How to Remove a Garage Door
Garage door components work hard, so they occasionally break down and need repair or replacement. Not only that, but the door itself is vulnerable to the elements and sometimes needs repainting. While some repairs can be made while the garage door is in place, removing the garage door is necessary with major repairs or replacement.
Before You Begin
Garage doors use either an extension spring or a torsion spring as a counterbalance to help the electric motor raise the door. It's important to identify the type of spring system on your garage door because it affects door removal.
- Extension springs: Garage door extension springs run perpendicular to the garage door along each side of the garage. Extension springs pull the garage door up.
- Torsion springs: Garage door torsion springs run parallel to and above the garage door. Torsion springs turn or twist (rather than pull) to help raise the garage door. To remove torsion springs, you will need to purchase a pair of steel winding bars.
A double-wide metal sectioned garage door weighs over 200 pounds. Due to the weight of the door and the spring's stored energy, garage door removal can also be very dangerous. Uncontrolled release of the springs can result in serious injury. Removing a garage door is a precise, orderly process. Remove the door without skipping or reversing steps. Wear safety glasses when removing the garage door.
What You'll Need
Equipment / Tools
- 2 C-clamps or locking pliers
- Spring winding bars, set (for torsion springs only)
- Wrench set
- Safety glasses
- 2 scrap two-by-fours
When using any method of removing the garage door, first unplug the garage door opener motor to prevent the door from accidentally opening or closing when you are working on it. Make sure that you leave yourself with full access to both sides of the garage door when the door is closed—for example, through the house.
How to Loosen a Garage Door Torsion Spring
Clamp Door in Down Position
Close the garage door. Attach locking pliers or C-clamps on each side of the door on the track to hold the door in place.
Place First Winding Bar
Place one winding bar in a hole on the bottom of the torsion spring tube. The bar should be resting against the garage door header.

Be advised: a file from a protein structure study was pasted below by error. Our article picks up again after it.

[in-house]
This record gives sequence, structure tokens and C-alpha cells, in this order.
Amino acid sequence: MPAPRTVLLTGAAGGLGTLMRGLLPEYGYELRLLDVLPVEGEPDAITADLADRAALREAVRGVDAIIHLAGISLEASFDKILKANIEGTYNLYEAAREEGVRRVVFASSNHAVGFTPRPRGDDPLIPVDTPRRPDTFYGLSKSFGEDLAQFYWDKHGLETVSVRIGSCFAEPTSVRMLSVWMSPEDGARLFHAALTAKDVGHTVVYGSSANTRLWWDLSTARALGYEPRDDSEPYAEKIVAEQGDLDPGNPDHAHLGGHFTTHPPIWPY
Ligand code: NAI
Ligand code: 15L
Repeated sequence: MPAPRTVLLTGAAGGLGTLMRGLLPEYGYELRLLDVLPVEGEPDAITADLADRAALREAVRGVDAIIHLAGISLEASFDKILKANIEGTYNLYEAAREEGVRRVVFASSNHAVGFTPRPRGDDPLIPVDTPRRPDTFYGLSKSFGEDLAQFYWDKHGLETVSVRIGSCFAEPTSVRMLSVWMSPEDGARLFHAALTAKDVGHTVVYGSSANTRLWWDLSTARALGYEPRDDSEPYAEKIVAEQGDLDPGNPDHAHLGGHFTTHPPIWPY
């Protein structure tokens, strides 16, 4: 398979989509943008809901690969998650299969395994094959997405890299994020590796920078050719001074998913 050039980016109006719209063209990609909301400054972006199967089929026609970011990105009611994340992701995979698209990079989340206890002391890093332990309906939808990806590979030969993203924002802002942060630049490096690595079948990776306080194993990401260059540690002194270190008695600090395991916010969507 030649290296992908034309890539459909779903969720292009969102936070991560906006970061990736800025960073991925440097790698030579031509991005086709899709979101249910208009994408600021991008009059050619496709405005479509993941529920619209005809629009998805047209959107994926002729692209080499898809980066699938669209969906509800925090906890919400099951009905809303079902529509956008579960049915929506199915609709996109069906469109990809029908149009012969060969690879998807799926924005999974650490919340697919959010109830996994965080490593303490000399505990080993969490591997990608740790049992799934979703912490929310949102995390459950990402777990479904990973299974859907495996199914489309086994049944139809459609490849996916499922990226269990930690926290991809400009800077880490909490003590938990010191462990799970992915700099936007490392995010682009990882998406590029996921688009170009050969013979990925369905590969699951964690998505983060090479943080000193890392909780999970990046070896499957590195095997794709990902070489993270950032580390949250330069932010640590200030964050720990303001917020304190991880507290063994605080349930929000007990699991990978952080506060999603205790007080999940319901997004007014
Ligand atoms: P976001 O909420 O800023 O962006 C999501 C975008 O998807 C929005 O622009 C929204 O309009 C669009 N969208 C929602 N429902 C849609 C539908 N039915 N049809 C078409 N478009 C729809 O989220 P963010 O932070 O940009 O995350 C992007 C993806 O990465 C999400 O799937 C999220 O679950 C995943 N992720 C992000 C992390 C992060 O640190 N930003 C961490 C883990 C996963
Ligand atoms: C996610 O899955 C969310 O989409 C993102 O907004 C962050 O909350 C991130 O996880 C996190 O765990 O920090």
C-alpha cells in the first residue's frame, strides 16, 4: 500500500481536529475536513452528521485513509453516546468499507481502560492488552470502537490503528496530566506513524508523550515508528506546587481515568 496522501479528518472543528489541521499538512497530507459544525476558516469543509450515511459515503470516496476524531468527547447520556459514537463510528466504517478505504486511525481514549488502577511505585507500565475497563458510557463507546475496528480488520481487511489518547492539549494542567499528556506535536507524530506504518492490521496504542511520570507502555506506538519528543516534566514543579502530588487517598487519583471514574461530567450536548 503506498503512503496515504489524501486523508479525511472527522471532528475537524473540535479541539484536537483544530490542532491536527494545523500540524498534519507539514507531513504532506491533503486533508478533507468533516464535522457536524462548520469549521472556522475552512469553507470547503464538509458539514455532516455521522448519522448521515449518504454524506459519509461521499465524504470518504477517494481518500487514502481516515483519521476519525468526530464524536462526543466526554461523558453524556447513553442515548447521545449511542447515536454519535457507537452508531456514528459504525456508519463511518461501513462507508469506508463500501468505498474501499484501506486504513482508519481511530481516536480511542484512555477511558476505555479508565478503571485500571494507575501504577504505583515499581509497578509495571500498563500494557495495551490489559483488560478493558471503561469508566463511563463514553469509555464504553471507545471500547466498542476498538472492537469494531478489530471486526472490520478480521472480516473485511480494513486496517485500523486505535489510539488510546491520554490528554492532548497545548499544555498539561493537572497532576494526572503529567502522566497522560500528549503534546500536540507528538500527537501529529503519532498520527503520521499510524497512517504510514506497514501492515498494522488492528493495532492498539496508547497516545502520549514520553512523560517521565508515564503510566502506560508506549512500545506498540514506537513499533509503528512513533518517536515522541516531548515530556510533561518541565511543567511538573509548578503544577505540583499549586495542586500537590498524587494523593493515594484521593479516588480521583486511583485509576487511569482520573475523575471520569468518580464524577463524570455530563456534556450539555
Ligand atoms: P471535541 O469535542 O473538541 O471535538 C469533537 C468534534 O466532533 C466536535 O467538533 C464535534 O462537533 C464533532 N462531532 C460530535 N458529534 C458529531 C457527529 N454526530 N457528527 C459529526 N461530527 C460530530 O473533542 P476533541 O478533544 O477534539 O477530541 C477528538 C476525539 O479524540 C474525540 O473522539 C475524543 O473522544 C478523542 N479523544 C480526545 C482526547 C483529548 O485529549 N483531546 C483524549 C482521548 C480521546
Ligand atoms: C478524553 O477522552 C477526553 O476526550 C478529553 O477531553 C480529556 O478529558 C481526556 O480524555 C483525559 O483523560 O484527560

Stand to the side of the winding bar.
Loosen Set Screws
Use the wrench to loosen the set screws on the spring tube.
Place Second Winding Bar
Place the second winding bar in a hole in the spring tube 90 degrees to the first bar.
Unwind Torsion Spring One-Quarter Turn
Firmly grasping the second winding bar, remove the first winding bar. The spring will rotate counter-clockwise. Control the rotation with the second winding bar. Let the spring rotate (or loosen) one-quarter turn until the second winding bar is resting against garage door header.
Finish Loosening Spring
Repeat the previous process of trading winding bars and unwinding the spring in quarter turns until the spring has no more tension.
How to Remove a Garage Door Extension Spring
Clamp Door in Up Position
Raise the garage door. Lock the door in place with locking pliers or C-clamps. Rest a couple of scrap two-by-fours under the door.
Detach the wire cable at both sides of the garage door.
Remove Spring and Cable
The extension spring should now have no tension. Detach the spring and attached cable.
Working with two assistants, hold the garage door in place with one assistant and have the other assistant unclamp the pliers or C-clamps.
Lower Garage Door
With at least one assistant, slowly lower the garage door onto the two-by-four resting blocks.
Garage doors are heavy! Use extreme caution when lowering the door after the springs are detached. Garage doors start light when you begin lowering them, then become progressively heavier the lower they get. Also, keep fingers clear of the two-by-four resting blocks.
How to Remove Garage Door Panels
Assess Garage Door
From the inside of the garage, take note of the garage door construction. Garages tend to be composed of four or five sections that stack vertically. Roller hinges hold the door in the track and keep adjacent panels attached. Center hinges help hold adjacent panels together.
Detach First Two Panels
Start with the top two panels. Use the wrench set to loosen the bolts on all of the hinges that hold the two panels together. Remove the hinges.
Remove Top Panel
With an assistant, lift the top panel away and set it aside.
Remove Rest of Panels
Repeat the previous process of removing adjacent panels until all four or five panels have been removed.
When to Call a Professional
Garage doors that employ a torsion spring are more difficult to remove than doors that use an extension spring. Yet either type of spring system is dangerous in its own way: winding bars on torsion springs can fly back at the user with great force and extension springs themselves can become projectiles. So, in the interests of safety, you may want to have a garage door technician remove the garage door.